Latest News and Comment from Education

Wednesday, June 17, 2020

Jersey Jazzman: On Comparing Education Spending Across Time

Jersey Jazzman: On Comparing Education Spending Across Time

On Comparing Education Spending Across Time

I’ve noticed a lot of back-and-forth recently on social media about education spending – specifically, on how spending has changed over the years in the United States.

The usual context is someone complaining about how spending in K-12 schooling has soared over the past few decades, but outcomes haven’t improved. I and others have repeatedly pointed out just how dumb such claims are, so no need to rehash it. Let’s instead set aside outcomes for the moment and focus instead on inputs: how much more has the U.S. spent on schools, across the years?

When I see people sling around the numbers, I find they tend to break down into measures that range from valid and useful to completely worthless (and probably deliberately deceptive). Let’s arrange these from worst to better, with the goal of producing the most reasonable estimation of how much K-12 school spending has changed.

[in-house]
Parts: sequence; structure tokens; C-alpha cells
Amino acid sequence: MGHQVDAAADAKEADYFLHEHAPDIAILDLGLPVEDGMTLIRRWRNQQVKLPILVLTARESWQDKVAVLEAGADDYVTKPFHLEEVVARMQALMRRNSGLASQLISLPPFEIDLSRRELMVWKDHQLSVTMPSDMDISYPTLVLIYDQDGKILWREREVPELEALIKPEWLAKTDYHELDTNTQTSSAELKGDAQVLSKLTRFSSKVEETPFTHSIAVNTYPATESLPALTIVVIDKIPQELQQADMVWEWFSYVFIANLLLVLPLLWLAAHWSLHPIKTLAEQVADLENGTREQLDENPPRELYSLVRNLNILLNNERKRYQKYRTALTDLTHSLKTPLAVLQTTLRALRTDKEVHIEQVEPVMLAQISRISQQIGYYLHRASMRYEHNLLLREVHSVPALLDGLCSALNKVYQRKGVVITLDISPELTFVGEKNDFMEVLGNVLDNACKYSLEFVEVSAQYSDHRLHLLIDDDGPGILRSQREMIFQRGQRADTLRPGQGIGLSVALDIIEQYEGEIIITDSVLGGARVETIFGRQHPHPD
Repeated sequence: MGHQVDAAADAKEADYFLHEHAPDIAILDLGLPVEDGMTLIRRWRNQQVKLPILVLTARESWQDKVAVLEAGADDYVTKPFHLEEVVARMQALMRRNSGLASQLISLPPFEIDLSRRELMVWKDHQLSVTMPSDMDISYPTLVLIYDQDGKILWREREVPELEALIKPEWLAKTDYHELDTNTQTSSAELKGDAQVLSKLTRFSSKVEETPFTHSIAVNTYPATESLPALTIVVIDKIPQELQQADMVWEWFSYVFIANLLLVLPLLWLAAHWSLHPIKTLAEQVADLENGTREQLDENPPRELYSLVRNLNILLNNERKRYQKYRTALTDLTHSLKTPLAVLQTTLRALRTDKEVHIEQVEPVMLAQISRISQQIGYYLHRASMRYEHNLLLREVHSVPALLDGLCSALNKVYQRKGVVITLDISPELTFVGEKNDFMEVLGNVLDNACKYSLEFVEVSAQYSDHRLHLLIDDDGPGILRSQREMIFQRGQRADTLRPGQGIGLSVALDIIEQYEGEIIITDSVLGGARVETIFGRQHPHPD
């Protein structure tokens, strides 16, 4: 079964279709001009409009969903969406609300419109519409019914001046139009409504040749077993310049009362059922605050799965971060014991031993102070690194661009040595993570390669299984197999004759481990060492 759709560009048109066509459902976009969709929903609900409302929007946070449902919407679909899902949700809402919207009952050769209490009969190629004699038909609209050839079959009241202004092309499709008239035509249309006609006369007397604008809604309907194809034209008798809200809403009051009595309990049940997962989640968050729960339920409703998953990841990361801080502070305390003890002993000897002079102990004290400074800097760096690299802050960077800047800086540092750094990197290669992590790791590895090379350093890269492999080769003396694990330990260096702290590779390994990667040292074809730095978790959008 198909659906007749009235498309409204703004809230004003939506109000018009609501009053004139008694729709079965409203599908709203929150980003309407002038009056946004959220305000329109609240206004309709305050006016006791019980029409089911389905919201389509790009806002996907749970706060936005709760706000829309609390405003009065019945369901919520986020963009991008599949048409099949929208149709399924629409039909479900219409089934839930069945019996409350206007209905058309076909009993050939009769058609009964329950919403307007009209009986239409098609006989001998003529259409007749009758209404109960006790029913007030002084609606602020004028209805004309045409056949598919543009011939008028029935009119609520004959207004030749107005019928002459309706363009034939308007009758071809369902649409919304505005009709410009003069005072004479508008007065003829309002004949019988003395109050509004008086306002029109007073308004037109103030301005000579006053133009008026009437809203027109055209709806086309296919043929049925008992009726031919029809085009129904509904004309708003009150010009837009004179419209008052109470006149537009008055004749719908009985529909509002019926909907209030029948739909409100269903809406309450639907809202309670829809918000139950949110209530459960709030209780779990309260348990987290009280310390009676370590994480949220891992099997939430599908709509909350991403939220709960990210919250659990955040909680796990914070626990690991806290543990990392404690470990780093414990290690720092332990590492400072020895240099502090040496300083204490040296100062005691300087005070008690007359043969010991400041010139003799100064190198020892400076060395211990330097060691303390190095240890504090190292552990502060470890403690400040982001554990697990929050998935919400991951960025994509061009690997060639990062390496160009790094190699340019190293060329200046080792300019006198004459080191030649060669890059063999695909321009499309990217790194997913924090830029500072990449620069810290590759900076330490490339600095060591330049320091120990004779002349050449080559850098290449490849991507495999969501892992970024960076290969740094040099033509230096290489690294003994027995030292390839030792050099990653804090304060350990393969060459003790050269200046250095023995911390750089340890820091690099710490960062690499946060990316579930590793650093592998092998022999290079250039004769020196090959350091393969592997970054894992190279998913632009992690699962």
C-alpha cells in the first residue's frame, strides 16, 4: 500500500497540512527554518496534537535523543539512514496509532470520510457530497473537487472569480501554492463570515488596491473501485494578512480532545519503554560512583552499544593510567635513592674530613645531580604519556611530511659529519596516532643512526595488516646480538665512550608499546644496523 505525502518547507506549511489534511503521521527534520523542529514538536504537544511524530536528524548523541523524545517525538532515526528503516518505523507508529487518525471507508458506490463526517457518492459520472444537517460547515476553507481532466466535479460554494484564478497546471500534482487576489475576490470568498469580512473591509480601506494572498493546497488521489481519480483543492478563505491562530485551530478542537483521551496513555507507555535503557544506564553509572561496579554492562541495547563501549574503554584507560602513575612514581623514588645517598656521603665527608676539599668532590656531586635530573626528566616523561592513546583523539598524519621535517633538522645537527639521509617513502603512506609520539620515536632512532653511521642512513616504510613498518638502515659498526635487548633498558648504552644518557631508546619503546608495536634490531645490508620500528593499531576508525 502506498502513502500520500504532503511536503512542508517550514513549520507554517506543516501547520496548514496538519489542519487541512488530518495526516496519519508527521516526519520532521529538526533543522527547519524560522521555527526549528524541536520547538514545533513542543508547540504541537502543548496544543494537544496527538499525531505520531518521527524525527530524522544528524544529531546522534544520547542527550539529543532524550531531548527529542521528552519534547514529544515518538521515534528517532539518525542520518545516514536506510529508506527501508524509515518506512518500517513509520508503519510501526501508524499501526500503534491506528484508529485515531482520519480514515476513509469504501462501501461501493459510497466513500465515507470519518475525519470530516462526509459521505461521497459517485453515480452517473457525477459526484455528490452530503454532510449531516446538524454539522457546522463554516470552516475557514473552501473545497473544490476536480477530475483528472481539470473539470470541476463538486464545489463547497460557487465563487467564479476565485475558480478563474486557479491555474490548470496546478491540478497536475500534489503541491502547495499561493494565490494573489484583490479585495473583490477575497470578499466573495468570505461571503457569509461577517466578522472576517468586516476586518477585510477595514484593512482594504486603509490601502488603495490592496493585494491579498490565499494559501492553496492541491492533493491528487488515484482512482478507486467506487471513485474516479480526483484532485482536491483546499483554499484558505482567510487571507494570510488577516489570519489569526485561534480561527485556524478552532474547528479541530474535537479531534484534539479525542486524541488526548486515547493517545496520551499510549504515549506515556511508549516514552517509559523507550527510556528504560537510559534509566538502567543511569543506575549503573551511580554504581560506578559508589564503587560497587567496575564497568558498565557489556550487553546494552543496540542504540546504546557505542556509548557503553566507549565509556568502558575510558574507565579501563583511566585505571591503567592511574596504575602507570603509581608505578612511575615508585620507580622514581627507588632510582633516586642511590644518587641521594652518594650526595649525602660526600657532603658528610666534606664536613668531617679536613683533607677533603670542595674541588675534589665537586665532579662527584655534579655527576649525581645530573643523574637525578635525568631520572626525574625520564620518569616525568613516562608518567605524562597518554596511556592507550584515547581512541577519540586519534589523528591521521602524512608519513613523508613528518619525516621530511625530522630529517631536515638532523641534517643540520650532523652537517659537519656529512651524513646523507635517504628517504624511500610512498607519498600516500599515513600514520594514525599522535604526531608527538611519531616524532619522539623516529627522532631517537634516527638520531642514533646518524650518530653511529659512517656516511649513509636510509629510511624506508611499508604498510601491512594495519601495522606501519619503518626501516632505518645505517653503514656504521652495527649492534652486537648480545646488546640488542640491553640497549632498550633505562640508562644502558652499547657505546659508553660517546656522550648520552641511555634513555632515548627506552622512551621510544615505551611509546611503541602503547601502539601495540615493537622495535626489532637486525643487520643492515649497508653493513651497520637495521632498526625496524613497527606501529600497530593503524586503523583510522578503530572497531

-       Total spending per year. This is simply the total amount spent on schooling in any one year. Anyone who tries to use this measure is either hopelessly inept or a con artist. The most obvious flaw is that the number of students changes in any year; total spending makes no attempt to account for this. Any time you see his measure being used, ignore it.

-       Per pupil spending per year. This is barely an improvement on above, because there is no adjustment for changes in costs over time. The cost of a textbook or a gallon of gas or an hour of a teacher’s work is different in 1970 than it is in 2020. Again, ignore anyone who cites this figure.

-       Per pupil spending per year in “real” dollars. This is probably the figure CONTINUE READING: Jersey Jazzman: On Comparing Education Spending Across Time